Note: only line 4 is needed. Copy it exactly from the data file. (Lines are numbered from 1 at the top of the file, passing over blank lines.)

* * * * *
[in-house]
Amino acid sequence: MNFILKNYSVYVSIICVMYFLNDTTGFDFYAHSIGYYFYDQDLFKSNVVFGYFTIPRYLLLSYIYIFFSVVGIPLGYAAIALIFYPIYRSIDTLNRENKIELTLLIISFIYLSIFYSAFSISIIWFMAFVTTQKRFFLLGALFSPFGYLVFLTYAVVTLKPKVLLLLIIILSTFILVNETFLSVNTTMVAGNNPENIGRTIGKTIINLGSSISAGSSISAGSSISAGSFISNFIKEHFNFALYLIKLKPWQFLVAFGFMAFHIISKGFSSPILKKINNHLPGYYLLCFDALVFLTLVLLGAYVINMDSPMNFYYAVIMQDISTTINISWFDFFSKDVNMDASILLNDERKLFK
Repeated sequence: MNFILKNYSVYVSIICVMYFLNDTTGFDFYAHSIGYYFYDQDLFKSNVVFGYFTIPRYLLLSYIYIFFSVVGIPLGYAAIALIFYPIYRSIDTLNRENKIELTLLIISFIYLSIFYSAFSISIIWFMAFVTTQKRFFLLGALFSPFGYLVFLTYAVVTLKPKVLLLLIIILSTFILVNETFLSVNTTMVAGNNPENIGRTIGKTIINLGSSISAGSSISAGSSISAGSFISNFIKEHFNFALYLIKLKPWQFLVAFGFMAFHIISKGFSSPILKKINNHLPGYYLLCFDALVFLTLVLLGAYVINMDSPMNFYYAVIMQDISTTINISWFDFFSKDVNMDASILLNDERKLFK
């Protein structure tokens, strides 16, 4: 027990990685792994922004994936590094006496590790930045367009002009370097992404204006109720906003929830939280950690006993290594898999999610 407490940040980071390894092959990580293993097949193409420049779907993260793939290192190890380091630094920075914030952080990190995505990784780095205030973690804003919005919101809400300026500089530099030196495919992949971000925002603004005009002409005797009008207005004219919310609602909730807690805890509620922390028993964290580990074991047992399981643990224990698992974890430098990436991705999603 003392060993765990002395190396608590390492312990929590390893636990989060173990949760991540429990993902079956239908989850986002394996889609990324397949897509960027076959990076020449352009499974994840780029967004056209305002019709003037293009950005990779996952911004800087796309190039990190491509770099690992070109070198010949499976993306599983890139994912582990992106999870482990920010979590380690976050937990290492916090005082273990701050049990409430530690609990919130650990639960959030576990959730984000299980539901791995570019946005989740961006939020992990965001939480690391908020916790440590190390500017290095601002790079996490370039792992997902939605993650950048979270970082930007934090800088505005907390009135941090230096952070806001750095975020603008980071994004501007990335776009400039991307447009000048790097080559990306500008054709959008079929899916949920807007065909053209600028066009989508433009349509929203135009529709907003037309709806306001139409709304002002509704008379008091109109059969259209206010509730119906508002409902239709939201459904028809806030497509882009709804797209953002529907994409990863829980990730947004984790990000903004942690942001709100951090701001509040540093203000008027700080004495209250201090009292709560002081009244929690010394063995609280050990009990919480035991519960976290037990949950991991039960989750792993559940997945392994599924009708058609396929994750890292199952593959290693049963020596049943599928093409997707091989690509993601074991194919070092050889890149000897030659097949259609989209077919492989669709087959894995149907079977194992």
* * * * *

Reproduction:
């Protein structure tokens, strides 16, 4: 027990990685792994922004994936590094006496590790930045367009002009370097992404204006109720906003929830939280950690006993290594898999999610 407490940040980071390894092959990580293993097949193409420049779907993260793939290192190890380091630094920075914030952080990190995505990784780095205030973690804003919005919101809400300026500089530099030196495919992949971000925002603004005009002409005797009008207005004219919310609602909730807690805890509620922390028993964290580990074991047992399981643990224990698992974890430098990436991705999603 003392060993765990002395190396608590390492312990929590390893636990989060173990949760991540429990993902079956239908989850986002394996889609990324397949897509960027076959990076020449352009499974994840780029967004056209305002019709003037293009950005990779996952911004800087796309190039990190491509770099690992070109070198010949499976993306599983890139994912582990992106999870482990920010979590380690976050937990290492916090005082273990701050049990409430530690609990919130650990639960959030576990959730984000299980539901791995570019946005989740961006939020992990965001939480690391908020916790440590190390500017290095601002790079996490370039792992997902939605993650950048979270970082930007934090800088505005907390009135941090230096952070806001750095975020603008980071994004501007990335776009400039991307447009000048790097080559990306500008054709959008079929899916949920807007065909053209600028066009989508433009349509929203135009529709907003037309709806306001139409709304002002509704008379008091109109059969259209206010509730119906508002409902239709939201459904028809806030497509882009709804797209953002529907994409990863829980990730947004984790990000903004942690942001709100951090701001509040540093203000008027700080004495209250201090009292709560002081009244929690010394063995609280050990009990919480035991519960976290037990949950991991039960989750792993559940997945392994599924009708058609396929994750890292199952593959290693049963020596049943599928093409997707091989690509993601074991194919070092050889890149000897030659097949259609989209077919492989669709087959894995149907079977194992």